Advocate for Your Child

I am going to give you some alarming statistics. Brace yourself. From the National Education Association’s report, Race Against Time: Educating Black Boys:

  • Forty-two percent of Black students attend schools that are under-resourced and performing poorly.
  • Black and Hispanic males constitute almost 80 percent of youth in special education programs.
  • Black boys are 2.5 times less likely to be enrolled in gifted and talented programs, even if their prior achievement reflects the ability to succeed.

And from the U.S. Department of Education Office on Civil Rights, Data Snapshot: School Discipline (March 2014):

  • Black girls are suspended at higher rates (12%) than girls of any other race or ethnicity

If you’re a parent of a Black child and this doesn’t scare you, I don’t know what will. At some point during my college years, I read about the deplorable educational outcomes for Black males once they enter third grade (outcomes shift for Black girls, too, but not as noticeably as for boys), which in large part was the impetus to over-educate our children from the toddler years to third grade. I made sure they performed at least two ages/grade levels ahead. While I am not suggesting that you be that intense, I do recommend that you develop a sense of urgency about advocating for your child, especially your African American son.

There has been a lot written in recent years about the feminization of the classroom and the negative impact on boys’ education. Around third grade, teaching styles shift and social behavior (playful, talking out of turn) becomes less preferable to a polite “be still and listen” demeanor more in line with how girls are socialized. Add racism to the equation and the classroom becomes a miserable place for Black boys, particularly low-income boys who may not have the opportunity to expend energy outside the classroom (because of unsafe living conditions, etc.), unlike boys who have the advantage of participating in organized sports or have access to yards and green spaces in their communities where they can run, play, etc.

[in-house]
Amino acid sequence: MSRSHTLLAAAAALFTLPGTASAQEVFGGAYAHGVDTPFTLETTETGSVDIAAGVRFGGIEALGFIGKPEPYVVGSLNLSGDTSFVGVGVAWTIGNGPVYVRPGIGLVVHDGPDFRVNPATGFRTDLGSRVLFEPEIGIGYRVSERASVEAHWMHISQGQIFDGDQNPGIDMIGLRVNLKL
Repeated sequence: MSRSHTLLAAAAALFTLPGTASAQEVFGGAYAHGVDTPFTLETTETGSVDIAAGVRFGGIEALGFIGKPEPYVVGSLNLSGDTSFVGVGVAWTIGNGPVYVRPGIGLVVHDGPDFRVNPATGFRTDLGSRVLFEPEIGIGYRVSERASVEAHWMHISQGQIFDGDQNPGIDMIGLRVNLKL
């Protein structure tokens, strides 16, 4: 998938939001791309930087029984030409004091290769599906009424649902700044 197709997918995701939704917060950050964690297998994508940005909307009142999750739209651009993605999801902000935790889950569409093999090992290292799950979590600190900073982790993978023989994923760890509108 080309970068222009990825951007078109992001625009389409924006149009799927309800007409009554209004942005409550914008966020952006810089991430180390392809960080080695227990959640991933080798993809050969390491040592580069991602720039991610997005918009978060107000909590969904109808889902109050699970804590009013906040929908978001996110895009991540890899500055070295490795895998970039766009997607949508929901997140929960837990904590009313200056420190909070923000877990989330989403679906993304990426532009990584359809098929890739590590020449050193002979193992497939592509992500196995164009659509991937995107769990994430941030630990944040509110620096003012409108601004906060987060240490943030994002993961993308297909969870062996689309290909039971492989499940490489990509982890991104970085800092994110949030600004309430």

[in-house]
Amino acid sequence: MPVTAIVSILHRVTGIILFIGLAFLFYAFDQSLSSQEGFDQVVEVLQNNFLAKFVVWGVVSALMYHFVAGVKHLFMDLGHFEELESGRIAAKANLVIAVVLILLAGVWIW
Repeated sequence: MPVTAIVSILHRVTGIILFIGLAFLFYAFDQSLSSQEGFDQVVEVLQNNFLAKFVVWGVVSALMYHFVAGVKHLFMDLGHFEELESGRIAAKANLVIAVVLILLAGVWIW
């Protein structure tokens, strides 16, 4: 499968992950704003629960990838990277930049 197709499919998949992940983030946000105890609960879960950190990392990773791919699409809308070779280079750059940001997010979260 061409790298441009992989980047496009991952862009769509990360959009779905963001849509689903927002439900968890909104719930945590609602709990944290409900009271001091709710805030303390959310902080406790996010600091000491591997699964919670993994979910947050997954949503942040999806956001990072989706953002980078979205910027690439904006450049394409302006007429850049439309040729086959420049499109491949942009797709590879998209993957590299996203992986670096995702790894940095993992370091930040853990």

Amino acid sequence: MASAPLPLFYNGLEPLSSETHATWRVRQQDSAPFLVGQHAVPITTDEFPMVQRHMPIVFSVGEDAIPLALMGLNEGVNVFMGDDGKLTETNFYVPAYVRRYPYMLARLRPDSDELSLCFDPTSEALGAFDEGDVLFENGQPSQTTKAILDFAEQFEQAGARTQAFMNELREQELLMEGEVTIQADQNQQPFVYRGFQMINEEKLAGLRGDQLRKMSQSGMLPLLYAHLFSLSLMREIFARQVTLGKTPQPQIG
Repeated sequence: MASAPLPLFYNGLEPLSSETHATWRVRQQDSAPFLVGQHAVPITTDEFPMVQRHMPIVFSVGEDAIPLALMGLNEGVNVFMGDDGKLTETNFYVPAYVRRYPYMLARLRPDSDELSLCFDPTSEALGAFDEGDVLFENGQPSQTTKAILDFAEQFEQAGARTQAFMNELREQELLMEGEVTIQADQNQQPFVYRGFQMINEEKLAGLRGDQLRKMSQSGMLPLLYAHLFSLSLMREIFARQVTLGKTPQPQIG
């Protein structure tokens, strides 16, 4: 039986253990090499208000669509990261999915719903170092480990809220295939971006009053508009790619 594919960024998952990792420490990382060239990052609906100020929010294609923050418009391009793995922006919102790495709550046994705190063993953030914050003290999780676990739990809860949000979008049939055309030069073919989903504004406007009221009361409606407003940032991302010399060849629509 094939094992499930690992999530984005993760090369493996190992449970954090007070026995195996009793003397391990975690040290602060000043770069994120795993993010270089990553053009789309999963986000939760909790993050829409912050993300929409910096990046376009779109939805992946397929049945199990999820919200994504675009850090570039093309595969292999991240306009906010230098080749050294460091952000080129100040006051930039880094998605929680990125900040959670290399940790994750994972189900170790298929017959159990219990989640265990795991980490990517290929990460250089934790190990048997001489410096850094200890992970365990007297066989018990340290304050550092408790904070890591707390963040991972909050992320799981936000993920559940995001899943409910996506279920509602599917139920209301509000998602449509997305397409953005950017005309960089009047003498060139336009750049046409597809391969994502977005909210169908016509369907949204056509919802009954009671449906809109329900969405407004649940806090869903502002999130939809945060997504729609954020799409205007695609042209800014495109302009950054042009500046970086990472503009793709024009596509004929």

Our son went to an all-boys school from fourth to twelfth grade. In the primary grades, teachers would end class whenever the “boy energy” reached its height; the teacher would simply stop teaching and send them outside. After they played and ran around for a while, the teacher would call them back in to either resume class or move on to the next class. The school recognized and accommodated the need to work out the energy so the boys could focus and learn.

Also, be mindful that children who are extremely bright often get bored and disengage. Instead of considering the possibility of boredom, a teacher may immediately assume that the child isn’t intelligent or lacks appropriate home supports (adequate food, sleep, etc.) that facilitate learning. This happened to our daughter in first grade. However, when the teacher started administering quizzes and tests, she realized that our daughter was at the top of the class. We chose to switch schools so that she could benefit from a challenging curriculum.

I’m assuming you’ve already read the Education – three E’s postings and that you are working with your son or daughter to ensure he/she is excelling in the classroom, or at least on the path. I’m also confident that you have established a good rapport with teacher(s) and are actively participating in your child’s school to the extent your schedule will allow.  Beyond that, you should question any and all occurrences that you feel may potentially undermine your child. For example, if your son is a top performer and a teacher puts a derogatory comment on his report card that suggests he has a behavior problem, you should challenge it immediately and insist that the comment be expunged from his record and a new report card issued (true story). As a rule, you should not allow any biased action towards your child to go unchecked. It is the parents’ job to remedy any and all problems with teachers and administrators so that your child doesn’t suffer in the long term. If an issue arises, document the alleged offense and request an immediate meeting to resolve it. Experience has taught me that the squeaky wheel gets oiled. Once individuals know that you absolutely will not permit them to mistreat or malign your child, they’ll stop doing it, if for no other reason than not wanting to answer to you.

Also, if you feel your child is not being adequately challenged or that he/she requires supportive services, request the teacher’s or school’s assistance in securing the necessary resources. If you believe that your child belongs in an accelerated course or program, ask about the protocol (e.g., testing, teacher recommendations) and follow through to ensure that the required process is underway and progressing towards a positive end. I encourage you to allow your child to witness your advocacy efforts on her behalf. Seeing you in action gives her a model to follow when she must advocate for herself. It also bolsters a child’s sense of self-worth when he knows that you will go to bat for him.

Next month’s topic is Sacrifice.

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